The Akbash breed is not recognized by the American Kennel Club (AKC) but is recognized by the United Kennel Club (UKC). Akbash dogs may be shown in American Rare Breed Association (ARBA) shows, and in International All Breed Canine Association (IABCA) shows.
The Akbash personality tends to be calm and aware. As a breed, it is not shy, nor is it aggressive. When used as a protection dog, it is suspicious of strangers in its territory, and unusual sounds and changes in its environment. The breed is not naturally hostile, and is, instead, naturally discerning, bred to think independently. The Akbash can be powerful against predators, yet, when properly exposed, be gentle with newborn lambs and goat kids. The usual first means of protection by an Akbash is prudently warning potential threats by barking or growling. The Akbash will chase away a predator, or physically protect against it, only if it deems that wise and necessary.
The Akbash is frequently mistakenly referred to as a herding dog, but are actually working dogs bred to live with and protect livestock, usually goats and/or sheep, and should not chase their charges, (although in some rare cases they may move their charges away from danger). Akbash is one of the more popular of about 30 breeds worldwide under the heading of Flock Guardians, Livestock Protection Dogs, or Livestock Guardian Dogs (more commonly: LGDs).
In their roles as livestock guardian dogs, Akbash dogs frequently spend long hours lying with flocks or herds. The Akbash is a relatively low energy breed, although they are said to always be thinking and taking in what is happening around them (and that they “sleep with one eye open”). They regularly patrol the perimeters of their territories, and listen and smell beyond any fence lines. They reserve much of their physical energy for emergencies when they may encounter a predator.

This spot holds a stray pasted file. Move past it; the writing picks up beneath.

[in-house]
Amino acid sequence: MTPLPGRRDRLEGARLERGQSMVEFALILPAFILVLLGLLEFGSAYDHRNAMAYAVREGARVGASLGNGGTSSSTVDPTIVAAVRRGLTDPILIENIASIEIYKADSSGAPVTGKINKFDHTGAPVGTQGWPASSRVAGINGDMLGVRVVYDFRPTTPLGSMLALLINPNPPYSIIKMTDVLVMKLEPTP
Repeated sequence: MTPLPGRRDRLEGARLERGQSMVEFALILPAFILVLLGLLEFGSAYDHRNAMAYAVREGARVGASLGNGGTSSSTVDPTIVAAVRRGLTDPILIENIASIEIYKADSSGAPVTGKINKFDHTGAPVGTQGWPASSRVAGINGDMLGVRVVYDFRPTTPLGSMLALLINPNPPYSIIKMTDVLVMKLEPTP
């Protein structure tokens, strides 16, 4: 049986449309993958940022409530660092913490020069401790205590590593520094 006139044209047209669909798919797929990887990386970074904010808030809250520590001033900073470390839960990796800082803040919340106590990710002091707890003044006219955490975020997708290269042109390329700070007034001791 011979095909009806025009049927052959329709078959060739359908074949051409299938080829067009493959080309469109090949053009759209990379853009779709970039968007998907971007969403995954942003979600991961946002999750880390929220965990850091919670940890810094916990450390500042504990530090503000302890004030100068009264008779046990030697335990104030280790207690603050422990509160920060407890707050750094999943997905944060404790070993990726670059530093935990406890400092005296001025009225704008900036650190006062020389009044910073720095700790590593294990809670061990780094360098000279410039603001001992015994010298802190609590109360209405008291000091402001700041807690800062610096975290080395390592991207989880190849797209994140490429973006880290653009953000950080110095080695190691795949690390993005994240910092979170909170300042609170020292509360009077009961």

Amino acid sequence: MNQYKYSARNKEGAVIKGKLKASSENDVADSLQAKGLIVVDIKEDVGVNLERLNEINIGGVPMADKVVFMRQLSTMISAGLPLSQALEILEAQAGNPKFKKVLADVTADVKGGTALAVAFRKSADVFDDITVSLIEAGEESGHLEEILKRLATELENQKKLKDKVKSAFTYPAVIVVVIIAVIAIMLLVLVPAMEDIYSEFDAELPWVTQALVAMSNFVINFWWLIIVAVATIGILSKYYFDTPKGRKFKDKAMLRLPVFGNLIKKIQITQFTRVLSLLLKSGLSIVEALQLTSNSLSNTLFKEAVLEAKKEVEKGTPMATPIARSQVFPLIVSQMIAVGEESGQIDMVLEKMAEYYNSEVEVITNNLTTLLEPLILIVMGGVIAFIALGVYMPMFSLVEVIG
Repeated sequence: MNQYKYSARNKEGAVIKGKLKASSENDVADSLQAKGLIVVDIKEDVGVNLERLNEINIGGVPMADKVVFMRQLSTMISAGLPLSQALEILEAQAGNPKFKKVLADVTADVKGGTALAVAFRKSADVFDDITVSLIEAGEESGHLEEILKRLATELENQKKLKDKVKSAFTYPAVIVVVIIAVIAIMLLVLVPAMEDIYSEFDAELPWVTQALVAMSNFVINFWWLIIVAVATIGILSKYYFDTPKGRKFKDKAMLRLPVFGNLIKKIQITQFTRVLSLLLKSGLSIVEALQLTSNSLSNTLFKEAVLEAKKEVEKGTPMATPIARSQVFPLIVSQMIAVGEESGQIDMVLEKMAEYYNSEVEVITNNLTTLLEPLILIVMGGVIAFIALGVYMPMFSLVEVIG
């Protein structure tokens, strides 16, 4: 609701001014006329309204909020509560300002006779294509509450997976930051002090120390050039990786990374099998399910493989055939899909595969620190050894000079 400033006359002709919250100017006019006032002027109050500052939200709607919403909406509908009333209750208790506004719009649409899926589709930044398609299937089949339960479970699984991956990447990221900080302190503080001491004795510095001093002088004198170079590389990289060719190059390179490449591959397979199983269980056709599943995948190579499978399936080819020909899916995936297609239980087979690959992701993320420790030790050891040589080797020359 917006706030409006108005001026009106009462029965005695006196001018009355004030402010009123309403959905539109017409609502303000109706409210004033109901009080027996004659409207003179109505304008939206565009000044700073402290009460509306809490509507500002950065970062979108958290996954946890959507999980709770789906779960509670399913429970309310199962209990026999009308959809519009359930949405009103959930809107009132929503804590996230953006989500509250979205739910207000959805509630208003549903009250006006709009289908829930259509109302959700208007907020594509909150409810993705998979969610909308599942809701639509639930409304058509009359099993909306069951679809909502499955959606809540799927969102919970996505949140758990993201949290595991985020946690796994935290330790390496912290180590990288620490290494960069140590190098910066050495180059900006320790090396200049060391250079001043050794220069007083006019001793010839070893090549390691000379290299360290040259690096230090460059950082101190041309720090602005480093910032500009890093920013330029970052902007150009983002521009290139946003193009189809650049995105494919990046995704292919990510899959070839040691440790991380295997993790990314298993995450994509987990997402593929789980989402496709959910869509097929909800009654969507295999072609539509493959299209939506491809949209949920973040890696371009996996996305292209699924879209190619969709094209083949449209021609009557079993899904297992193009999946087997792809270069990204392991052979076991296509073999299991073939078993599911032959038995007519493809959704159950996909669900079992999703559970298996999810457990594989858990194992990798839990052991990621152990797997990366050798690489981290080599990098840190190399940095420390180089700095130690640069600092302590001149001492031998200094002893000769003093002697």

When protecting their charges, they appear to have tremendous power, focus, endurance and perseverance. Their great speed, loose neck skin, flexible bodies and bounding athleticism give them the physical edge they need to continue surviving as livestock protection dogs. Most predators will not openly confront a working Akbash, but a few may try it. To avoid having an injured livestock protection dog, and to better protect flocks and herds, it is common to use more than one dog in working situations. Predators are less likely to take on more than one livestock protection dog so neither working dog is likely to get injured.
The Akbash is uncommon as a companion dog. When trained appropriately from puppyhood on, it will get along with other domestic species. Since the Akbash has been bred to think on its own, dogs of this breed might be reluctant to adapt to obedience exercises. They have been bred not to chase their charges, so tend not to be interested in chasing balls or in games of fetch. They prefer large areas and may become discontent and exhibit problem behaviors, like escaping or being destructive, if relegated to a pen or small yard. Akbash dogs require tall secure fencing for best containment. The Akbash is not a dog for everyone. It is a working breed and is happiest when given a job compatible to its breeding, or at the least, when kept mentally engaged. These dogs are known for their intelligence, bravery, independence and loyalty.
Akbash dogs, like many large breeds, can be expected to live 10 to 11 years on average, with some living much longer. Akbash dogs are capable of bonding very closely with their owners and other animals and can display a range of emotion and sensitivity unlike many other breeds.